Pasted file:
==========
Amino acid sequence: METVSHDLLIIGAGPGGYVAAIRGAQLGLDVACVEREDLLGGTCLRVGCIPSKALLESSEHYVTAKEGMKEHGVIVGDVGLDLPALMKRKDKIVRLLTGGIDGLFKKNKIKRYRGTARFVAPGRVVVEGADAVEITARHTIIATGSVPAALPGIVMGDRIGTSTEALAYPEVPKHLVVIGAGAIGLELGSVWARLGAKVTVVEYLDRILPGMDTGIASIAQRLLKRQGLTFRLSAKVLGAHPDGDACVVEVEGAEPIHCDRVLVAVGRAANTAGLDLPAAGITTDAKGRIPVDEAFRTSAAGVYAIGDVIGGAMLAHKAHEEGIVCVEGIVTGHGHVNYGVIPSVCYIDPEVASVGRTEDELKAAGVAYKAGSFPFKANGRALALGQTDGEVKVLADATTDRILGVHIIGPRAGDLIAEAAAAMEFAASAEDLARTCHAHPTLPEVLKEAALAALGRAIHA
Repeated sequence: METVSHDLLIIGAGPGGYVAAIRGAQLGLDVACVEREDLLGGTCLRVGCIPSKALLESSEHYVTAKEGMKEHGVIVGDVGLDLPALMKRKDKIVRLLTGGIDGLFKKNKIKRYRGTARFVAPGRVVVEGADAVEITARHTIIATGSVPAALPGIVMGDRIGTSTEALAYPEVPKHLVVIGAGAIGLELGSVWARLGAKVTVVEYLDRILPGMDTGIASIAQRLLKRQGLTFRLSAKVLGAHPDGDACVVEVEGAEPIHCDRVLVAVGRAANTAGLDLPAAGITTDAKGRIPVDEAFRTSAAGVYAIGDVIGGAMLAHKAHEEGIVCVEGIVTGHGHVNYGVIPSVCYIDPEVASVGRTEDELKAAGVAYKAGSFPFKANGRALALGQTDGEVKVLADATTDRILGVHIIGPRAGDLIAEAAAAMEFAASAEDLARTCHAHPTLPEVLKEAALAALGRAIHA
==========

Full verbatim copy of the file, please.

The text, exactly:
Amino acid sequence: METVSHDLLIIGAGPGGYVAAIRGAQLGLDVACVEREDLLGGTCLRVGCIPSKALLESSEHYVTAKEGMKEHGVIVGDVGLDLPALMKRKDKIVRLLTGGIDGLFKKNKIKRYRGTARFVAPGRVVVEGADAVEITARHTIIATGSVPAALPGIVMGDRIGTSTEALAYPEVPKHLVVIGAGAIGLELGSVWARLGAKVTVVEYLDRILPGMDTGIASIAQRLLKRQGLTFRLSAKVLGAHPDGDACVVEVEGAEPIHCDRVLVAVGRAANTAGLDLPAAGITTDAKGRIPVDEAFRTSAAGVYAIGDVIGGAMLAHKAHEEGIVCVEGIVTGHGHVNYGVIPSVCYIDPEVASVGRTEDELKAAGVAYKAGSFPFKANGRALALGQTDGEVKVLADATTDRILGVHIIGPRAGDLIAEAAAAMEFAASAEDLARTCHAHPTLPEVLKEAALAALGRAIHA
Repeated sequence: METVSHDLLIIGAGPGGYVAAIRGAQLGLDVACVEREDLLGGTCLRVGCIPSKALLESSEHYVTAKEGMKEHGVIVGDVGLDLPALMKRKDKIVRLLTGGIDGLFKKNKIKRYRGTARFVAPGRVVVEGADAVEITARHTIIATGSVPAALPGIVMGDRIGTSTEALAYPEVPKHLVVIGAGAIGLELGSVWARLGAKVTVVEYLDRILPGMDTGIASIAQRLLKRQGLTFRLSAKVLGAHPDGDACVVEVEGAEPIHCDRVLVAVGRAANTAGLDLPAAGITTDAKGRIPVDEAFRTSAAGVYAIGDVIGGAMLAHKAHEEGIVCVEGIVTGHGHVNYGVIPSVCYIDPEVASVGRTEDELKAAGVAYKAGSFPFKANGRALALGQTDGEVKVLADATTDRILGVHIIGPRAGDLIAEAAAAMEFAASAEDLARTCHAHPTLPEVLKEAALAALGRAIHA